By Tony Massau
Lubrication work continues. This involves shaping and laying out pipe runs, making connecting fittings and making clips to secure the pipes to the framework of the loco. The four atomisers for cylinder lubrication have been machined.
Some of the footplating around the front of the loco is being refitted after having been removed for a while to allow access for lubrication pipe runs and fitting the pony truck main pin.
The return cranks have been checked over and measurements taken of the key on the reverse side. These keys were deliberately left oversize to allow for final machining and adjustment on site to suit the keyways on the crank pins of the driving wheels.
Don't forget to put a note in your diary that this will be held at Kidderminster Railway Museum on Saturday 2nd April starting at 2 p.m.
This will be the first 'proper' AGM since 2019, and we look forward very much to welcoming as many of you as possible. Despite the best efforts of Covid-19, a lot has happened with the loco since we last met, so there will be plenty to tell you.
By Chris Proudfoot
I gave a talk on 22nd to the Rail and Industrial Archaeological Society (hope I've got that right) who meet at Warton, near Preston.
One of their members, Peter Fitton, has forwarded to me some superb images of the tanks in BR days, and I'd like to start with an interesting shot Peter took of 82000 on April 15th 1965 at Skew Bridge, Preston, heading the 4.25 p.m. to Wigan.
There can't be many images of an 82XXX at work on the WCML, and this one dates from the period when four members of the class were allocated to Salford's Patricroft shed, 26F in my salad days but 9H at the time this was taken. The engines found little work in the Manchester area but, intriguingly, three lingered on in store well past their withdrawal date and weren't broken up until late 1968, a couple of months after the end of BR steam. Shame.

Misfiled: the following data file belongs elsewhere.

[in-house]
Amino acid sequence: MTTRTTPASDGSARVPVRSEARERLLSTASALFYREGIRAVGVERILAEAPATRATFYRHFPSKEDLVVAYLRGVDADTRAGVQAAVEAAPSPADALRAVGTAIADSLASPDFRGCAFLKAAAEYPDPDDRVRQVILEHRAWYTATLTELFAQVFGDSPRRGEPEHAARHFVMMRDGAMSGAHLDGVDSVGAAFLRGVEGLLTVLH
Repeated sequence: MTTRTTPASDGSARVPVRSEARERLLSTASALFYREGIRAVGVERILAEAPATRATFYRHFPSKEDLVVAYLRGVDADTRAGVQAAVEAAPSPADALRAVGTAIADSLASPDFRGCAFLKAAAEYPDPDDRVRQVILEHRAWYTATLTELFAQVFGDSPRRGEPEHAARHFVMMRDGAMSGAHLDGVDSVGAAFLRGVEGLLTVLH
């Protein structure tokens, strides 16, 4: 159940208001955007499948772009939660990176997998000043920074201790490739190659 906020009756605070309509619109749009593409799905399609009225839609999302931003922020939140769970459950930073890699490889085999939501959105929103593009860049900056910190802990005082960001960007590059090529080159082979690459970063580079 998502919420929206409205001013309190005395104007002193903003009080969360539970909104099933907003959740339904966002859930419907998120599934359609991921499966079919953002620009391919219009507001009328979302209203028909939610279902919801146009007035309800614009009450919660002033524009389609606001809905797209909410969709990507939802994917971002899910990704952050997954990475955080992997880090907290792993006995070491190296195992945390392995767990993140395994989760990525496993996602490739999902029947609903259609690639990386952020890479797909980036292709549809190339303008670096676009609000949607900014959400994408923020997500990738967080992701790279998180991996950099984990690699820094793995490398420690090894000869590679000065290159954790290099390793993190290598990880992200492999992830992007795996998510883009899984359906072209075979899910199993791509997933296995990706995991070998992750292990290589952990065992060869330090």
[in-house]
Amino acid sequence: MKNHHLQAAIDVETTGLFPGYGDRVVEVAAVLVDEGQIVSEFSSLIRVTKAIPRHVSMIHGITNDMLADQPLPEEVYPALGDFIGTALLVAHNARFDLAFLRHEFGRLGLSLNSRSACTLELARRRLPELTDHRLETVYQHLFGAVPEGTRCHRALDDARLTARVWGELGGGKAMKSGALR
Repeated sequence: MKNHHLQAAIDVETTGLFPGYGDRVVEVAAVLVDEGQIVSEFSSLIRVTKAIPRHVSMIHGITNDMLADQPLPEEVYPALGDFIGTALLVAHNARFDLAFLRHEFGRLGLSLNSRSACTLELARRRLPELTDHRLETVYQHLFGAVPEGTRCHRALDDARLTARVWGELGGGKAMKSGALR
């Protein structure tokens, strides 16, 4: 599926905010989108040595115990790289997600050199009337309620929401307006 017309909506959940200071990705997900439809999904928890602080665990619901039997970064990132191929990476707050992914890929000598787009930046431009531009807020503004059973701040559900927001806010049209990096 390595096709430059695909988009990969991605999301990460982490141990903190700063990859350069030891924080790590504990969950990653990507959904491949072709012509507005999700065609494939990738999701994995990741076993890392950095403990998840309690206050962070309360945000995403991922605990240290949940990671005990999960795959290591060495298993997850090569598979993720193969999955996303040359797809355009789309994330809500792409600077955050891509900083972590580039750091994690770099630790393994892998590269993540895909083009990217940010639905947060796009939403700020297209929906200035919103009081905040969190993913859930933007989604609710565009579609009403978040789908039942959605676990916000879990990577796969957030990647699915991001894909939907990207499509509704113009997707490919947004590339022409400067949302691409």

The second image shows 82006 at Shrewsbury shed on 21st July, 1964, sandwiched between an unidentified Black 5 and what appears to be a GWR pannier tank.
Shrewsbury was always a fascinating depot, with a mix of BR, LM and WR types. I remember, on one organised visit, ca 1962, standing next to County of Hereford when it blew off with all its might and nearly made me jump out of my gaberdine mac.
Thanks to Peter for these photographs. While I was doing the talk, I was trying not to be distracted by his splendid O-gauge model of 'Crab' which was on the table in front of me. I know this isn't about Crabs, but I always liked these businesslike locos, so different from the Stanier types that predominated in my native patch. I often think about poor old 42859: at least what's left of it is safe on the ELR now, but it would be great if someone would take it under their wing.
One of the four atomisers for cylinder lubrication. Photo: Peter Line.
The return cranks. Photo: Peter Line.
82000 on April 15th 1965 at Skew Bridge, Preston, heading the 4.25 p.m. to Wigan. Photo: Peter Fitton.
82006 at Shrewsbury shed on 21st July, 1964. Photo: Peter Fitton. Click the images for larger versions.